Children and teens love art from scribbling on walls with crayons to painting imaginary space robots. Art isn’t just a fun and somewhat messy pastime. It offers more benefits than just a fun time. There are a plethora of benefits that stem from the arts.
Motor Skills and Language Development
Art offers a way to strengthen multiple types of motor skills in children. The movement of muscles sends signals from their nerves to our nervous system.
Gross Motor Skills
Gross motor skills involve large movements in the arms, legs, and torso. They help to improve coordination skills. Activities such as drawing and painting on large paper pads help to strengthen them using large movements.
Fine Motor Skills
Fine motor skills are the coordination of small muscles in the hands and fingers. Strengthening these muscles helps with skills such as writing. Activities such as drawing, scribbling, and cutting paper can help with these fine skills. Have younger kids cut up colored paper and glue them on a larger sheet to make a mosaic piece. Origami is also another great art skill for fine motor skills.
Art allows for kiddos to discuss what they’re doing, colors, shapes, and so on. Ask them questions about what they’re working on and provide vocabulary when needed.
Other Benefits Include…
Self-expression is something very important. It’s how we reflect on our emotions, beliefs, and actions instead of shoving them deep down. When we’re able to express ourselves we share things. If a child is sad or happy, art can help express those emotions that they might not know how to handle yet.
Art helps to strengthen problem-solving and decision-making skills. This could be picking colors or choosing to paint rather than draw.
Improvement of Concentration
Art can often allow a child to focus on a piece of work. Kids who often struggle with concentration, those with ADHD or other disabilities, find art to be calming and focusing. It helps to increase attention span. This can be drawing and doodling. As an educator, I have seen this first hand.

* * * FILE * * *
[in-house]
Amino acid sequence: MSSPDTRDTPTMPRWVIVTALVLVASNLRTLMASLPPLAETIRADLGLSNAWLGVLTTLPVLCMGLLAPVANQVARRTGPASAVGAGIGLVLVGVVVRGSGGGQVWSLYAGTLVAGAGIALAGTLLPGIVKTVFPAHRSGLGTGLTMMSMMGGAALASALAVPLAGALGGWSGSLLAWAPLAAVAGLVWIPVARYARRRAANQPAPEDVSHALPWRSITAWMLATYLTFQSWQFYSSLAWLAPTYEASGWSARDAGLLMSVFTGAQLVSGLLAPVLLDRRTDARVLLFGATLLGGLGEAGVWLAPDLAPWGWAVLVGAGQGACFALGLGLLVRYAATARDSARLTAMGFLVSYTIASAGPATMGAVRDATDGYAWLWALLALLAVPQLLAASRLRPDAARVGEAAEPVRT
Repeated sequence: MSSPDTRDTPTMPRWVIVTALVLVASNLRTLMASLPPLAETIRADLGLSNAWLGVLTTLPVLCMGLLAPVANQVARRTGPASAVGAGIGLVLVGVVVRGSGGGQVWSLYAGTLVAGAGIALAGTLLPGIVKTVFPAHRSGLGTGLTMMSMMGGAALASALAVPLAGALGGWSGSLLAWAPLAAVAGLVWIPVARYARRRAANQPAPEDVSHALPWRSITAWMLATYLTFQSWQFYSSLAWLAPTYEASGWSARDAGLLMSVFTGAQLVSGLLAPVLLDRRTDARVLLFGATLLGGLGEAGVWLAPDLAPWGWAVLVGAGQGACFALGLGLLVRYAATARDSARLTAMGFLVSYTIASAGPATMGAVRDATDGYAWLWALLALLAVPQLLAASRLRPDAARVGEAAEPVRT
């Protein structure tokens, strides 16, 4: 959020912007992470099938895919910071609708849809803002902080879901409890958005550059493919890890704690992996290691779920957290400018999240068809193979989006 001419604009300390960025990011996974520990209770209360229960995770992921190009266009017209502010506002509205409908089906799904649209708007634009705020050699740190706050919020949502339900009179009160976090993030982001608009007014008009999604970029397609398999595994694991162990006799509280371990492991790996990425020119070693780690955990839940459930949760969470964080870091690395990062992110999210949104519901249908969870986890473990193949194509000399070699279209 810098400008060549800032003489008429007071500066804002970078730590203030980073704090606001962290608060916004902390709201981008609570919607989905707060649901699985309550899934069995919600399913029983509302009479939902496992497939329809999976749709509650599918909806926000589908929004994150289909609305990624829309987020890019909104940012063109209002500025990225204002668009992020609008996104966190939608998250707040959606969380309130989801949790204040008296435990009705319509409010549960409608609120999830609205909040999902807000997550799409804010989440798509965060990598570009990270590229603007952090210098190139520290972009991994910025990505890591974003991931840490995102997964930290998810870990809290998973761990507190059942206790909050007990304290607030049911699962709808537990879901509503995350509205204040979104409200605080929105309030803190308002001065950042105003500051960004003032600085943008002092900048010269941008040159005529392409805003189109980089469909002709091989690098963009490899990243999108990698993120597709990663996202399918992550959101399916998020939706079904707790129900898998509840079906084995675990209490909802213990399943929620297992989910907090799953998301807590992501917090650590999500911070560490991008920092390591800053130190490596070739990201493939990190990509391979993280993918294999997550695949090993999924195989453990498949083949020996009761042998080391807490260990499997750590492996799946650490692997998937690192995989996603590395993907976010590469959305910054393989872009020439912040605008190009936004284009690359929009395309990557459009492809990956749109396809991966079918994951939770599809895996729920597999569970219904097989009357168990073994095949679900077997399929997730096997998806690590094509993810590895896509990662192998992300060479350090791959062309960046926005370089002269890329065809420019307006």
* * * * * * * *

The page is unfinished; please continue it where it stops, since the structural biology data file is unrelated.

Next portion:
Some art projects have specific steps that need to be followed. Things like sewing and painting kits are a good way to teach these crucial life skills.
Learning to take and give criticism is an important life skill that we can see show up in higher education and work. By having kids comment on each other’s art or famous art, they learn how to give proper constructive criticism as well as receive criticism.
Influences on School
Art can have a great influence on academics. It may not help improve grades for every child, but it can help improve things such as attendance. Kids who have an attachment to the arts may attend school at a better rate if they know that they have a chance to participate in art projects.
Speaking of art projects and classes, it allows for students to work together and form better bonds with whom they work. Art collaborations are a great way to form social communication skills.
Art is a great way of teaching children with disabilities, whether it is specific learning disabilities or those with sensory disorders. It allows for them to be on a level with their peers as art is often subjective by nature.
Art Therapy is a beneficial therapy program aimed to help kids or teens (even adults!) that allows them to express emotions or thoughts that they might struggle with doing verbally. It allows for a separation of thoughts from their head to whatever media they choose. Art Therapy is great for kids and teens dealing with childhood trauma, grief, anxiety, and so on.
Art therapy is not the same as art education. Art therapy aims for the personal development of the kid or teen. The therapist helps with creating coping skills or routines but does not teach art as a teacher does.
But J, does this mean hobbies can help kids?
Yes! I personally believe most hobbies, such as Gunpla and Warhammer, are art forms in themselves. So yes, if your kid wants to paint ain’t space robots or 40k chaos demons, go for it!
Want some recommendations or benefits to hobbies? Check out my previous blog “Scale Modeling is for the Kids”.
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Happy Monday everyone!
(Shoutout to Kyle, my favorite feedback giver)
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